Happy new year! 🙂 I took the ferry to Greenwich today and walked along the pavement above the foreshore to the very convenient (and still open at ~4pm!) Waitrose. The tide was very high at that point, so much so that the walk off the ferry and up the pier was on a flat surface and it’s usually a bit of an incline. The tide was also hitting the walled walkway area en route to Waitrose with sufficient force to spray the pavement, which I’d not seen before.
There’s a strange little fenced off shingle beach area from which I’ve taken a few sound recordings in the past but I think today’s is the best one. The tide flushed up along the shingle and stones and in receding dragged back across the top all the tiny little fragments, which make the most lovely shimmering tinkly sound – one of my favourite sounds. It’s quite similar to the sound of someone playing with or turning over broken crockery. My previous recordings have never quite got the full effect and you can hear an earlier one below – the sound is there but it’s not as easy to hear against the other sounds.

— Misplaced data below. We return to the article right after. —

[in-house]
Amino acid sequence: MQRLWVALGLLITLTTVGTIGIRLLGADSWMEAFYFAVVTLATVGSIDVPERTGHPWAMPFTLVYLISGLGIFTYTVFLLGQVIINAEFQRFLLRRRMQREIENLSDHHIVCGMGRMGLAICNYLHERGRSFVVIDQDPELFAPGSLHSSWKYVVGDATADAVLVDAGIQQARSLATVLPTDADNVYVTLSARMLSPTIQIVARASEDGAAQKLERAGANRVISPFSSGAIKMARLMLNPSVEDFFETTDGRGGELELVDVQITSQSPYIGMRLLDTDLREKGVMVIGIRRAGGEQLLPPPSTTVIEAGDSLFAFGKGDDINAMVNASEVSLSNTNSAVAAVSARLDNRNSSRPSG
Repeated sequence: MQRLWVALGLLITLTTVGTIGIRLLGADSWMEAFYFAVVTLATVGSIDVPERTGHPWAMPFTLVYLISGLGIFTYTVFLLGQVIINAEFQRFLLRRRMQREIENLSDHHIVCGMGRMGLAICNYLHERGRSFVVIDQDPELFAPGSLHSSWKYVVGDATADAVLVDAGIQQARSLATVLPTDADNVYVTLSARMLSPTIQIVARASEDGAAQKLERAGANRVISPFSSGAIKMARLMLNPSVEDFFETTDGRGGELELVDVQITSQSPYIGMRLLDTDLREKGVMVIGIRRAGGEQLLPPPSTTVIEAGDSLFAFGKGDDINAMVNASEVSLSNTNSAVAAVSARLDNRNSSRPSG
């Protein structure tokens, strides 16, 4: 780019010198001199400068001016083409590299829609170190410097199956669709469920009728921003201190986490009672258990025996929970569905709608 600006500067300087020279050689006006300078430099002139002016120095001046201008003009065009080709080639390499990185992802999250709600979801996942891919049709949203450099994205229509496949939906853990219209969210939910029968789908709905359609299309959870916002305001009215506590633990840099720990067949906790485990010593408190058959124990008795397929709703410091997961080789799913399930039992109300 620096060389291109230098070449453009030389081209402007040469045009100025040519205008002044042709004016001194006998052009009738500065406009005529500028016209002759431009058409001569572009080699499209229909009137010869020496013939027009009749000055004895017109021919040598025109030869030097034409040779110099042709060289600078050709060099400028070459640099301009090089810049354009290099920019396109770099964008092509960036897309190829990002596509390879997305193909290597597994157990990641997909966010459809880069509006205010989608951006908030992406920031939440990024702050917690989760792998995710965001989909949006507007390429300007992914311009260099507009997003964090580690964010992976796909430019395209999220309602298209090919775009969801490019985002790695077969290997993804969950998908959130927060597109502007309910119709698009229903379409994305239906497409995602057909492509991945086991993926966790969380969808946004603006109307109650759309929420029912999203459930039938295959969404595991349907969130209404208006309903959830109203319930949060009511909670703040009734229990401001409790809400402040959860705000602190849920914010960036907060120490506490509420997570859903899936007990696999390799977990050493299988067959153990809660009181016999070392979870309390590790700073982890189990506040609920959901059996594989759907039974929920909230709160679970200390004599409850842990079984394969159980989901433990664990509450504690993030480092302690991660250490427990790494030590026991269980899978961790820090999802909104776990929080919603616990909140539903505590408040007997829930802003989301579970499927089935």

This recording was made a few years ago while I was in a hotel using iffy wifi to ‘phone’ my dad via Skype. I’d never heard Skype turn someone’s voice like this before and didn’t really know what to do, and couldn’t stop giggling (as is clear from the recording). Subsequent googling indicated that it had been due to some buffering error, but it always makes me laugh to hear it. My dad died yesterday so I suppose this is a bit ‘in memoriam’-y but let’s not be down in the dumps – he found it quite funny too. In the call he’s saying ‘hang up, hang up’, encouraging me to restart the conversation which we eventually did successfully.
I once tried to recover my dad’s normal speaking voice from this by running the audio through Audacity and slowing it down but it sounded just as hilarious then. Haha 🙂
My youngest has had my old phone for a couple of years. Just for games, which I download for her before disconnecting the internet. Still has my old contacts though & it turns out she’s been messaging my dad, who died 5 years ago. I may have something in my eye. pic.twitter.com/RZ5ZTgGbnk
Added: 17 Feb 2018
Just seen the most amazing tweet from James O’Brien (above) and there were some lovely touching responses about people ringing up the phones of people who’d died to listen to their voices on voicemail. After my dad died (5 Nov 2016) I found a recording of a voicemail message I had from him in June that year. He’d had some periods of ill health and I think making this recording was an insurance for me in case anything happened – I’d failed to think of doing the same for my mum sadly, who died in 2010.